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PC-SIG Diskette Library (Disk #231)

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Information about “REFLIST”

REFLIST is an easy-to-use program that lets you create and format lists
of references and bibliographies, --  elements which are always a
problem for the writer submitting material to a variety of publishing
houses, each with its own specific requirements.

The truly unique feature of REFLIST is that once your paper has been
written, it reformats your references into different user-defined
formats.  You can submit a paper to one publisher with the references
in one format and then, with REFLIST, reformat the references to a
different format expected by another publisher -- all quickly and
easily. In addition, REFLIST has instructions for quick integration
into WordPerfect, PC-Write, or any ASCII-based wordprocessor.


Disk No:  231
Program Title:  REFLIST version 3.5
PC-SIG version: 1.4

REFLIST is a easy to use program that allows you to create and format
lists of references, bibliographies and footnotes.

The truly unique feature of REFLIST is that once your paper has been
written, it will reformat your references into different user-defined
formats.  You can submit a paper to one publisher with the references in
one chosen format and then with REFLIST, reformat the references to a
different format expected by another publisher.  All quickly and easily.
In addition, REFLIST contains instructions for quick integration into
PC-Write and Word Perfect.

Usage:  Footnotes and References.

Special Requirements:  None.

How to Start:  Type GO (press enter).

Suggested Registration:  $30.00

File Descriptions:

EXAMPLE  MSS  Practice file.
MASTFILE DTA  Master file of references.
MASTFILE INX  Index file.
REFLIST  DEF  List of definitions.
REFLIST  DOC  Documentation.
REFLIST  EXE  Main Program.

1030D E Duane Avenue
Sunnyvale Ca. 94086
(408) 730-9291
(c) Copyright 1987,88,89 PC-SIG, Inc.


║              <<<<  Disk No 231 Reflist version 3.5   >>>>               ║
║                                                                         ║
║   To print the documentationon this disk, type:                         ║
║                                                                         ║
║             MANUAL (press enter)                                        ║
║                                                                         ║
║   To run the program on this disk, type:                                ║
║                                                                         ║
║             REFLIST (press enter)                                       ║
║                                                                         ║





               v3.51 - (c) 1984, 1985,1986,1987,1988 

                       5326 Dumfries Drive 
                         Houston TX 77096 

                          (713) 728-0596 

REFLIST is a program for the IBM PC and compatible computers.  It 
performs  the  following  tasks  for authors  of  scientific  and 
technical manuscripts: 

--   REFLIST reads a text file and finds  the  citations to other 

--   It draws the references out of a Master File and formats the 
     reference list according to the style requirements of almost 
     any journal.  

--   It  can  return to the text file and replace  the  citations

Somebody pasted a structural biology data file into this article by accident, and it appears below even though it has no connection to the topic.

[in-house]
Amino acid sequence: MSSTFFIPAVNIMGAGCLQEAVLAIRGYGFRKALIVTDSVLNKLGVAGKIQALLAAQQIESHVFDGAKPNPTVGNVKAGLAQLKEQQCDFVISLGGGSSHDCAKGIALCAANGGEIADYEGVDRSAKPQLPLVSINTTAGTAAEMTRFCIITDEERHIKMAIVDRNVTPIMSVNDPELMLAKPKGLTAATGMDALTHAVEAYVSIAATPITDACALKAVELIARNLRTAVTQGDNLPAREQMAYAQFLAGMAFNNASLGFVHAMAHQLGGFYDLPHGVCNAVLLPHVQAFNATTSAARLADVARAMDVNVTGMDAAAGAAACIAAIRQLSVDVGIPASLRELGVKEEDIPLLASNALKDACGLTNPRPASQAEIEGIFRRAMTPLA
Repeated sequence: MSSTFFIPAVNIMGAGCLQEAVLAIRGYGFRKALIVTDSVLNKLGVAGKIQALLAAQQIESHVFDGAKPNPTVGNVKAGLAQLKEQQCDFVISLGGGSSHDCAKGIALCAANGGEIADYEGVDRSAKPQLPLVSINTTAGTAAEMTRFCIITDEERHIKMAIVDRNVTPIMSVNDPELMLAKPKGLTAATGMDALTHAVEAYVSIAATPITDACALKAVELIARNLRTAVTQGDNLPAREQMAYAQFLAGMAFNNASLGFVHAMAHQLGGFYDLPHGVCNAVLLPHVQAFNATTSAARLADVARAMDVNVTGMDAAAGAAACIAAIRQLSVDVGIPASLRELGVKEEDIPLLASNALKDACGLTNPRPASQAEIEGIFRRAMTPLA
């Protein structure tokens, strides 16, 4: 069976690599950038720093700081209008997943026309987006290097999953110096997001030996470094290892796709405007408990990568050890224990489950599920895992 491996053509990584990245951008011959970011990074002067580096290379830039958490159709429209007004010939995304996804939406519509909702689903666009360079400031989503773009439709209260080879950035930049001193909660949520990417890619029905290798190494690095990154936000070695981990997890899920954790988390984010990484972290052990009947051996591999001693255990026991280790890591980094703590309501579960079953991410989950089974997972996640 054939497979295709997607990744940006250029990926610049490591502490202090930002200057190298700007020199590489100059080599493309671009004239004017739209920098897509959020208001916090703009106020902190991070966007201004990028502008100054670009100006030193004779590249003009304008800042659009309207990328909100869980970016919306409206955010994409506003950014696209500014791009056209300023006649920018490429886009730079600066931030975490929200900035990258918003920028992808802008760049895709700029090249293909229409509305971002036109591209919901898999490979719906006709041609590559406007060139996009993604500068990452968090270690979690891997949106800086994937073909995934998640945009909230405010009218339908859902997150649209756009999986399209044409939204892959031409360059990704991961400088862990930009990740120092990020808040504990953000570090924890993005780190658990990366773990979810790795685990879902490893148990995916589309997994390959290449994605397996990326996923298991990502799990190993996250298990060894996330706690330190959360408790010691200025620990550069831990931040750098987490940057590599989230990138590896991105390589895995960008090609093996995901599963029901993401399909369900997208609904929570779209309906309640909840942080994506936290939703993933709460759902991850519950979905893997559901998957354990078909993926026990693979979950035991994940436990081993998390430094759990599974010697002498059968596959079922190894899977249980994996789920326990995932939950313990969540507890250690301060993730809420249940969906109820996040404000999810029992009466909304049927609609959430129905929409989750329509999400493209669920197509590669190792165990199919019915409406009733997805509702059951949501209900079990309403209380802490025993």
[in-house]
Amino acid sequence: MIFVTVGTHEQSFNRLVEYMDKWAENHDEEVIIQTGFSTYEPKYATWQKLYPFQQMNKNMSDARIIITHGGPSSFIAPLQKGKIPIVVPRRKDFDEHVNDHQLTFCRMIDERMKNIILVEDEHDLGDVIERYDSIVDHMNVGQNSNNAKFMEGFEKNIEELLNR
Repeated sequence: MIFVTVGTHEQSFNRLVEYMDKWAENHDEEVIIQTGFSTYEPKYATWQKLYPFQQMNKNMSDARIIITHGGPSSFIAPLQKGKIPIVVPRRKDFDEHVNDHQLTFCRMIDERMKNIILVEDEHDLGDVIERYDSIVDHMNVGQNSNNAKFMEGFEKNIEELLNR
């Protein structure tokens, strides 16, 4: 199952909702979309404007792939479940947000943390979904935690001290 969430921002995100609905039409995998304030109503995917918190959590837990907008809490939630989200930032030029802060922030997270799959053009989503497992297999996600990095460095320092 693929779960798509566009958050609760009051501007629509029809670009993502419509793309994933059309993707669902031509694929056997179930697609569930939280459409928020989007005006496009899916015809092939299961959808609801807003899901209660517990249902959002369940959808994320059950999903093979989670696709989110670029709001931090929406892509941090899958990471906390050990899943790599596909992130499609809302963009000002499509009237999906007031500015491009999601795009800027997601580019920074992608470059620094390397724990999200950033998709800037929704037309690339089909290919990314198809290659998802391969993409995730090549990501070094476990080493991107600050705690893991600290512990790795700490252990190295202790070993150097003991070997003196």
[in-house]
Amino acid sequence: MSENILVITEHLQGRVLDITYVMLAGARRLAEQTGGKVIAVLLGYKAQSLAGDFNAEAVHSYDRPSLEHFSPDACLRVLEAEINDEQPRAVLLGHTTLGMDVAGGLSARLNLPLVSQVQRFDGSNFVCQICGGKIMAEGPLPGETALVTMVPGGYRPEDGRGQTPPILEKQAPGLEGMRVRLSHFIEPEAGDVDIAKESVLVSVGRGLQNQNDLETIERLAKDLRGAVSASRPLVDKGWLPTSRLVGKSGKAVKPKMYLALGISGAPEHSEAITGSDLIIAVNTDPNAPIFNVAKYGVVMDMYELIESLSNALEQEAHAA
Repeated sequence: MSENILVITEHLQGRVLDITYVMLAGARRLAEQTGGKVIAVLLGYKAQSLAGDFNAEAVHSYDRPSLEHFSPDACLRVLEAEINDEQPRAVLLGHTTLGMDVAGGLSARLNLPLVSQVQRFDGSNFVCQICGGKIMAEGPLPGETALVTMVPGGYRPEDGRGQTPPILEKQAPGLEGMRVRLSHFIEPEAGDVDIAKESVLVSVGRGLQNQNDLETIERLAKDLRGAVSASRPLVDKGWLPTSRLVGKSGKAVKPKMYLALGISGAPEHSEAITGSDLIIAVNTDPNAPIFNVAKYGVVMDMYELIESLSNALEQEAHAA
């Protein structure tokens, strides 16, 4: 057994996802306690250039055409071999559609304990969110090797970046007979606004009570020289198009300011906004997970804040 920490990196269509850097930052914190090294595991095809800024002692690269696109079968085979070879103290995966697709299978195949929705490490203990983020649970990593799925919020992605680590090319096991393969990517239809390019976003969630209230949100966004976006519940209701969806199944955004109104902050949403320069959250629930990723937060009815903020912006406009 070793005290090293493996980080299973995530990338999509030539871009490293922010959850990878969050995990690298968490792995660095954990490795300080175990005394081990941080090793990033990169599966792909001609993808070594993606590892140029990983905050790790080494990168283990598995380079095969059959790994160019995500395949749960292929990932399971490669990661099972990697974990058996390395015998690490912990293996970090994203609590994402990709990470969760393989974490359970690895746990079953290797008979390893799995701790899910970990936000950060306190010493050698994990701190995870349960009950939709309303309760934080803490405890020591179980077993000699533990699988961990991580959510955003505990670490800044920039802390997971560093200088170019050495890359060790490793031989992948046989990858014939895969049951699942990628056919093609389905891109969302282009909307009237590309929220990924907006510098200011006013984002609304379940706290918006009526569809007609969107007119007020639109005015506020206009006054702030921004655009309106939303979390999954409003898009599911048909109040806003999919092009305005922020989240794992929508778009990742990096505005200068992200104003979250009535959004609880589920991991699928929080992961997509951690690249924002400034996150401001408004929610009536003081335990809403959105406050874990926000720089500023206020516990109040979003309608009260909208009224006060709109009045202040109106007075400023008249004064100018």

with the appropriate numbers. 

This  program  is  distributed  on a  "Shareware"  basis.  It  is 
copyrighted,  but if you find it useful then you can feel free to 
give out copies to any one else.  If you use this program, please 
send me either a check or a purchase order for $30.  I will 
register you as a user, send you the latest version of the 
program, add any formats that you need and keep you informed of 
new developments.   The disc that I send you will have a more 
extensive .DOC file, as well as configuration files for WORD 
PERFECT and PC-WRITE.  It will include over 30 journal formats, 
and instructions on how to add your own formats.   Telephone 
support is provided to subscribers. 



Imagine this situation,  which often faces researchers and  other 
academic  people.  You finish writing a thesis,  a review article 
or a grant proposal,  and have to compose a list  of  references.  
Firstly you have to read through the work carefully making a list 
of  the  citations  in  the  text,   eliminating  duplicates  and 
alphabetizing them if necessary.  When this is finally  done  you 
have  to  look up the actual references and make up the reference 
list.  This might have a hundred items,  each  looking  a  little 
like this: 

Sorsdahl  OA,  Williams  CM,  & Bruno  FP:  Scintillation  camera 
scanning of the salivary glands. Radiology 92:1477-1480, 1969 

Typing  each  reference  is a slow business,  even  with  a  word 
processor,  as  the  format and details have to  be  just  right.  
Eventually  you  are finished.   However soon you  find  yourself 
submitting  a paper on a similar subject to the journal 'Nature'.  
Now you must re-type all of the references so that they look like 

1.  Sorsdahl,  O.A.,  Williams,  C.M. & Bruno, F.P. Radiology 92, 
1477 (1969). 

Suppose that 'Nature' rejects your paper  (unlikely,  of  course) 
and  you  want  to  re-submit  it  to the Journal of the National 
Cancer Institute.  You have no choice but to re-type  the  entire 
list again, until each reference looks like this: 

(1)  SORSDAHL OA,  WILLIAMS CM,  BRUNO FP.  Scintillation  camera 
scanning of the salivary glands.  Radiology 1969; 92:1477-1480. 

Suppose that the Journal of the National Cancer Institute accepts 
the paper,  but soon you are writing another on a related subject